How to Use This Course (Best Learning Practices)

Learning watercolor is different than almost any other media.  Watercolor is a medium that is driven heavily by method and technique.  What I mean by this is that with most other media, you can just sort of “go at it” and either the method and techniques don’t matter too much, or if they do matter, you can probably figure them out just by painting.  Watercolor is not like this.  To have any sort of success with it, it requires a thorough understanding of techniques, methods, and planning.  Because of this, it is vitally important that learners in this medium develop some sort of  plan for their learning process.

Over many years of teaching watercolor, I have seen student after student get frustrated and quit.  Almost without fail, those students were the ones who didn’t stick to a learning plan; they just “went at it”.  This arbitrary type of learning just doesn’t work with watercolor.  In contrast, the students who adhered to a learning plan were always the ones who stuck with watercolor, and eventually either became advanced painters, or became casual painters that regularly painted with watercolor for enjoyment.  In fact, when I was going through my learning course, I collaborated with many others who were going through it at the same time.  I and three others were the ones who were the most diligent about following the learning plan.  Out of the four of us, three of us are now professional watercolorists, two of us are watercolor instructors, and one of us is a casual painter, but continues to paint with watercolor for enjoyment more than 10 years after completing our course.

Keeping all of this in mind, I offer you my recommended method for going through this course.  Sticking with this plan will not only allow you to progress in the most efficient way, but it will also make your practice time more enjoyable, and avoid much frustration.   Based on years of teaching and teacher training, here is the method I recommend:

  • First, and most importantly, make sure you are using the same materials that I recommend.  I can’t stress this enough. New students are sometimes very reluctant to use professional-grade supplies, especially paper.  The paper you use in watercolor is the most important tool.  It must be one of the brands I recommend, or you simply will not progress in the course.  You will get stuck and become frustrated, and probably quit.  If you already have supplies that you think you might be able to use, please contact me so we can discuss options.  Paints and brushes we can usually sort out; paper we usually can’t.  YOU HAVE TO USE PROFESSIONAL PAPER to be able to learn watercolor.  Consider also that it really isn’t that expensive when you do the math.  For the little paintings we do, it costs about 30 cents per painting, and even for the larger ones, it only costs 50 cents to 1 dollar per painting.  That’s pretty cheap entertainment!  🙂

  • Go through the lessons in the exact order they are presented.  They have all been painstakingly arranged to maximize your learning, and they all build upon each other.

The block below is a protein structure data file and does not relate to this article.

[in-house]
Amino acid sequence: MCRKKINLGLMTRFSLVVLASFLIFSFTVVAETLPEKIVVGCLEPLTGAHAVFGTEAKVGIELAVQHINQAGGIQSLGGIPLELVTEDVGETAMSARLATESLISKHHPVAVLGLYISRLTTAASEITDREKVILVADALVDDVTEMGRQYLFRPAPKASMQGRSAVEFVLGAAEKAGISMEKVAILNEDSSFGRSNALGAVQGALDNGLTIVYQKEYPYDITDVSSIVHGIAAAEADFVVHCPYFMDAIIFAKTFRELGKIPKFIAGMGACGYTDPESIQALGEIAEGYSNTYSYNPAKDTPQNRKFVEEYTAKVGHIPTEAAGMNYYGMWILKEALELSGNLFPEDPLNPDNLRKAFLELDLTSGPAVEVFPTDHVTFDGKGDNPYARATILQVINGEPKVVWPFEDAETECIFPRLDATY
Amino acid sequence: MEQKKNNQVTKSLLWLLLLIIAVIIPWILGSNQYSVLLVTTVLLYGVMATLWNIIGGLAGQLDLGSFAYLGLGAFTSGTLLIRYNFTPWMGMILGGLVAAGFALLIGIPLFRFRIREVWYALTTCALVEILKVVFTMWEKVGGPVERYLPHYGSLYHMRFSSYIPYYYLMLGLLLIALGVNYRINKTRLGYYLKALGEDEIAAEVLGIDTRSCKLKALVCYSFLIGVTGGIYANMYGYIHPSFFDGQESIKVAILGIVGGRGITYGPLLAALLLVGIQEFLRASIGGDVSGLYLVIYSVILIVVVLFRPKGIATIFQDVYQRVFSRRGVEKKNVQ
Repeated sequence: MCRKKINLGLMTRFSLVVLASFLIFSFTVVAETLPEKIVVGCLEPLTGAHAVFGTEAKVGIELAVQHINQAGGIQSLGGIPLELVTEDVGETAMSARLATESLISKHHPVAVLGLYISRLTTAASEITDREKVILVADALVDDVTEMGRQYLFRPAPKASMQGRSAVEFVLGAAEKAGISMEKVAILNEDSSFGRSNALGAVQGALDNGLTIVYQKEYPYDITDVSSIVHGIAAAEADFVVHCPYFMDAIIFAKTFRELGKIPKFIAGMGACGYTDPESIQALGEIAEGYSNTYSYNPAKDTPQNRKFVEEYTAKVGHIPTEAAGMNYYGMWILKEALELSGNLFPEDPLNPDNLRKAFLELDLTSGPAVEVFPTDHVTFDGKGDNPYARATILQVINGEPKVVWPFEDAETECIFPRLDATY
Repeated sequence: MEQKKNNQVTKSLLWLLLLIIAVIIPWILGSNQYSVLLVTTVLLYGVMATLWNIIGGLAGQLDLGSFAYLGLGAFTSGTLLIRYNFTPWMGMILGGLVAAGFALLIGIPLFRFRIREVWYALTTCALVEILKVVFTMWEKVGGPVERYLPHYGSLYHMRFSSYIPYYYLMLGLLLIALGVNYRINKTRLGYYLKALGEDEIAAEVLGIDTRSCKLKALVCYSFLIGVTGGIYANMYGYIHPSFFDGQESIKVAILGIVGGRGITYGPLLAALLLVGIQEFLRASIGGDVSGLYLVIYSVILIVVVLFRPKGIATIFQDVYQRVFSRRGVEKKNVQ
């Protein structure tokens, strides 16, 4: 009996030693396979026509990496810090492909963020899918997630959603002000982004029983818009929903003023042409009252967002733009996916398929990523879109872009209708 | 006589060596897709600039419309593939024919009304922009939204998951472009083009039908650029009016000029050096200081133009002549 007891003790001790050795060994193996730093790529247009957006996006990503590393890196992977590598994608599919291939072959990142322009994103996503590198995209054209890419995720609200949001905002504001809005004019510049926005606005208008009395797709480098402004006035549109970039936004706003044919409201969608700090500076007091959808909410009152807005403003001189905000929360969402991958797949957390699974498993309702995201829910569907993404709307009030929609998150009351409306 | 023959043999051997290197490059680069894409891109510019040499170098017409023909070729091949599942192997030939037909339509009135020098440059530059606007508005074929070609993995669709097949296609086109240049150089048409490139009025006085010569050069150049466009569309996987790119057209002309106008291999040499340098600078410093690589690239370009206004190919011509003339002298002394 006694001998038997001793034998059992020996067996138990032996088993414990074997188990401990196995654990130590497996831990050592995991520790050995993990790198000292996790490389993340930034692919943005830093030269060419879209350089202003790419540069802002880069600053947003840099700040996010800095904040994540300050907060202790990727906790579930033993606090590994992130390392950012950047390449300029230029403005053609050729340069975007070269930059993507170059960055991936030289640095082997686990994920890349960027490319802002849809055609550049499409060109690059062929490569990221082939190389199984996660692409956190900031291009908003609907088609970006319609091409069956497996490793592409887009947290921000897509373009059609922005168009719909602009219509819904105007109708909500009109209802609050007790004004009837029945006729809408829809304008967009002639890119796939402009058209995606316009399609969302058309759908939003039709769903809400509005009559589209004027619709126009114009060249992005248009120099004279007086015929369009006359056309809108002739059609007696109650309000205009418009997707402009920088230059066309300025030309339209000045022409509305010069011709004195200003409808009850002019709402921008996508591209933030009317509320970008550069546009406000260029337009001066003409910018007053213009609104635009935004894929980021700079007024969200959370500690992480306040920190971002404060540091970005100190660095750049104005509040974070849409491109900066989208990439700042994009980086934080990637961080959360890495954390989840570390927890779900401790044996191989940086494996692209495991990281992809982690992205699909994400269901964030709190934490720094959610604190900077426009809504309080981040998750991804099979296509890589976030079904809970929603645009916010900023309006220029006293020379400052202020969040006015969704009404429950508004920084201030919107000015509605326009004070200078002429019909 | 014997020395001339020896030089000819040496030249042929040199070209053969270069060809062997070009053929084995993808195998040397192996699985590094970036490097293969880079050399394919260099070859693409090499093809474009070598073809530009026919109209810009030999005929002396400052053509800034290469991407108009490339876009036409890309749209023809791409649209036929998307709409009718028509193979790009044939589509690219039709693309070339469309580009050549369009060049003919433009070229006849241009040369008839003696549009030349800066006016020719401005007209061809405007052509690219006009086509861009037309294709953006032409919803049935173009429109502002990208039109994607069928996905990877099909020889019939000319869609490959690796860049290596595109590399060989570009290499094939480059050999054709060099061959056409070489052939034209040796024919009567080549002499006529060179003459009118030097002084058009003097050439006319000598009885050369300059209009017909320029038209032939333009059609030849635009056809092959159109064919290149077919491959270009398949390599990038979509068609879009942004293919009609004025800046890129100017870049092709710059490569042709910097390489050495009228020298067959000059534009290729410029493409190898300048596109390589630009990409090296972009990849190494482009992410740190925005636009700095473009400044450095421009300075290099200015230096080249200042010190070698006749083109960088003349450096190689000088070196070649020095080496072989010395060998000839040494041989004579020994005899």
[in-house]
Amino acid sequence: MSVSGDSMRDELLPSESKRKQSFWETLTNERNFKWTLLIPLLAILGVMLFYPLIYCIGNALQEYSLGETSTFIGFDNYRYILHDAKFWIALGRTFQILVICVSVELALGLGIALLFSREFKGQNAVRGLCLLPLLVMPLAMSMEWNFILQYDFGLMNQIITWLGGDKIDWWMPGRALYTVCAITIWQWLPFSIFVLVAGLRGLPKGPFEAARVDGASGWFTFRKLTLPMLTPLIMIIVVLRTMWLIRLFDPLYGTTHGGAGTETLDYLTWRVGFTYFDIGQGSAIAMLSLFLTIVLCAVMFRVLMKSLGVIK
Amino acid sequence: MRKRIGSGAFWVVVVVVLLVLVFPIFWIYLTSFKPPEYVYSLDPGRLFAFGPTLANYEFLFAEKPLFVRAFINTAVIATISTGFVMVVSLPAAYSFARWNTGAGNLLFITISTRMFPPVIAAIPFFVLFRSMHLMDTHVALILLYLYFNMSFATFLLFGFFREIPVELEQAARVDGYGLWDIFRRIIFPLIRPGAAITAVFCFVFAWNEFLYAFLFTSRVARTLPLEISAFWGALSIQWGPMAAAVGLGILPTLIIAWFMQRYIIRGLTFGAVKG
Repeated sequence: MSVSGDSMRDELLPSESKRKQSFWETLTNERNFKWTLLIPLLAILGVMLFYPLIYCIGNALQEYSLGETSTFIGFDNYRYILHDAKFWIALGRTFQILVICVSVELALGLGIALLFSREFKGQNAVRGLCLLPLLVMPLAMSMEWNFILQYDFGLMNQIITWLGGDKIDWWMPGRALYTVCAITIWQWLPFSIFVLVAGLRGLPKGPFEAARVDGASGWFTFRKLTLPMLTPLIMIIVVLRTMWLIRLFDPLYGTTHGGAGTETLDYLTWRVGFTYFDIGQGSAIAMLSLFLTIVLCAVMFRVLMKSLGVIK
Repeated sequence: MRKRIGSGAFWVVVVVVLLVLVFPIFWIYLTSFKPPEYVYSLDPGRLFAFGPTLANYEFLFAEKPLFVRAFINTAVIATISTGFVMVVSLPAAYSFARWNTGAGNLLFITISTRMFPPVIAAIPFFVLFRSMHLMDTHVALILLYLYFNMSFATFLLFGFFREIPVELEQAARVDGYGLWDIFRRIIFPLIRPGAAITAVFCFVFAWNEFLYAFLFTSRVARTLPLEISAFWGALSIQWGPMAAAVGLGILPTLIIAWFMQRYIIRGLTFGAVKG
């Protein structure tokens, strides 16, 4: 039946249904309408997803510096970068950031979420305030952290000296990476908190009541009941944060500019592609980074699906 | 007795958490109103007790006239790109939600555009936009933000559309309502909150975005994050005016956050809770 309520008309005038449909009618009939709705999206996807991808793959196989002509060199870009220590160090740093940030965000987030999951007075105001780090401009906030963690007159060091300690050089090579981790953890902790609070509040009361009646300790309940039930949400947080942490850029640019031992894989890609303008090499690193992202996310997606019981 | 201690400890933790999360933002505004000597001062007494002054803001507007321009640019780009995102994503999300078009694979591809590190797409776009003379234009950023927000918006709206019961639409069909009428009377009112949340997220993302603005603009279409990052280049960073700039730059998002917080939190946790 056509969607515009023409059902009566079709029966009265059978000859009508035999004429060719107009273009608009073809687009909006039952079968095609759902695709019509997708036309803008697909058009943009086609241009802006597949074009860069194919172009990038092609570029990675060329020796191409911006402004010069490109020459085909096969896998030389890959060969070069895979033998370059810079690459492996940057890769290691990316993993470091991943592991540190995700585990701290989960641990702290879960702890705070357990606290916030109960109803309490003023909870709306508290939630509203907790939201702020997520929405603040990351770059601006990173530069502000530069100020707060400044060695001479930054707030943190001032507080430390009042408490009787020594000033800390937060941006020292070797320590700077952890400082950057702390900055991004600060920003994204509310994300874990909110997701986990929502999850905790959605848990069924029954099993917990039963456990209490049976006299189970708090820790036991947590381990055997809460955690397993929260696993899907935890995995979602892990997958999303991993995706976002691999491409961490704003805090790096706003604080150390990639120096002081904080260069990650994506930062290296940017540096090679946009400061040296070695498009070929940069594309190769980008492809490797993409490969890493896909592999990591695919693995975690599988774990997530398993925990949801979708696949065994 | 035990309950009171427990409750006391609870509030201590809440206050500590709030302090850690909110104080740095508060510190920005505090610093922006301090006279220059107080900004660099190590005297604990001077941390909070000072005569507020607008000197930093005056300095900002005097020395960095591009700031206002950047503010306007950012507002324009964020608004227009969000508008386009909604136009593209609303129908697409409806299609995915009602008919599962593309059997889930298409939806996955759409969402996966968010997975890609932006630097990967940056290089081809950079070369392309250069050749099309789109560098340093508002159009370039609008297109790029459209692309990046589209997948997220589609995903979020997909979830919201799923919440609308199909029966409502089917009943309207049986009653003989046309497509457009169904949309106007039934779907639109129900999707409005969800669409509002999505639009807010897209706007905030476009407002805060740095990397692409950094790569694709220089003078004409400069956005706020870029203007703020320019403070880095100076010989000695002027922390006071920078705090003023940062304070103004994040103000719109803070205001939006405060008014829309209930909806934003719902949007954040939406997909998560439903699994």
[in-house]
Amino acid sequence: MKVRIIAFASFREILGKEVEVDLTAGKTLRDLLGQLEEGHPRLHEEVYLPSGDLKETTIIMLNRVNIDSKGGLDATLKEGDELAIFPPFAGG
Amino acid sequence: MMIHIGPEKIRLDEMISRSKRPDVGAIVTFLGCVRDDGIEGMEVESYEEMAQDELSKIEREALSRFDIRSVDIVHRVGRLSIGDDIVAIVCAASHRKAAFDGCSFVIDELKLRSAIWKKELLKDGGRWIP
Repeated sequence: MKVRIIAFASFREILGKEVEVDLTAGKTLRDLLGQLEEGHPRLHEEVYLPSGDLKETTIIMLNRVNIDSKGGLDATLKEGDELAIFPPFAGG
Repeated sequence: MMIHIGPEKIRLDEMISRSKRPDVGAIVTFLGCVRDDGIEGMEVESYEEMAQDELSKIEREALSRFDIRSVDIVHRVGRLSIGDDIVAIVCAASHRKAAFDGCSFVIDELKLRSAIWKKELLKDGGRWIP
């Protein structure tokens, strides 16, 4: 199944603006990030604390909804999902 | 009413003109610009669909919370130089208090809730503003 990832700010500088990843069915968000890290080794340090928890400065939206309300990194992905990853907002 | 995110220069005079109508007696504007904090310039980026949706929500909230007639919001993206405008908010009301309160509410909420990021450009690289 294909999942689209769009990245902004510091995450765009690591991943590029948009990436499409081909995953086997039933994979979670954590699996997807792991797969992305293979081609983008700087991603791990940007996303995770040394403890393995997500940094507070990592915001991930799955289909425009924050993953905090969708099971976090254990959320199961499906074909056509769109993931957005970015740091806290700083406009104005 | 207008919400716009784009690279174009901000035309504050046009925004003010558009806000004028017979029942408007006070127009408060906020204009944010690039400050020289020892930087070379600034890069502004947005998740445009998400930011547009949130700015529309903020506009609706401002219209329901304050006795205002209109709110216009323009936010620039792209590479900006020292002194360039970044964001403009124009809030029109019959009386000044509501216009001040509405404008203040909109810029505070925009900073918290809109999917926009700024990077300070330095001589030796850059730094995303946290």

• Watch each painting lesson all the way through before attempting the painting.  Then print out the text instructions to serve as a reminder as you try it yourself. (For longer paintings this may not be practical)

  • In each painting lesson, keep doing the same painting over again until you can produce 2 in a row that you are happy with.  More is even better. For advanced long paintings this may not be practical.  

  • If you don’t know why a painting failed, submit it to me for advice.  Once you think you have 2 in a row that you are happy with, submit both of them to me for tips and ideas.

  • If you are having trouble with a particular part of a painting, submit the painting to me for help.

  • Continue this as you go through the course.

  • When you get to Chapter 6 or so, you will have reached a level of proficiency that you can depart from this learning structure.  At this point you can start to pick and choose lessons at will, and even begin to do your own paintings.  You can still submit your own paintings to me for help.  I am just as eager to help with individual projects as I am my lessons!

This may all sound a bit too “regimented” for some people, but trust me; it works.  I have seen it time and time again.  When I was learning, I would often do the same doodle or painting 20 times or more! Even now, as a proffesional painter, I very often do 2 or 3 attempts at the same painting to get one that I know I am happy with.

Failed paintings are NORMAL!  I have them all the time, even to this day.  What will happen is that as you progress, you will have fewer and fewer of them, but they will never go away.  Many of the paintings I am showing you in these videos (especially the more advanced ones) I have done more than once to make sure I can paint them on camera with minimal mistakes as I record.  Let go of the idea that you should be making a professional painting with every attempt.  Enjoy the whole process; the successes and the failures.  Learn from the failures and learn from the successes.  Analyze what worked and didn’t work in your painting.  Submit your paintings to me and others for critique to get a more objective opinion about your work.  But most importantly; have fun!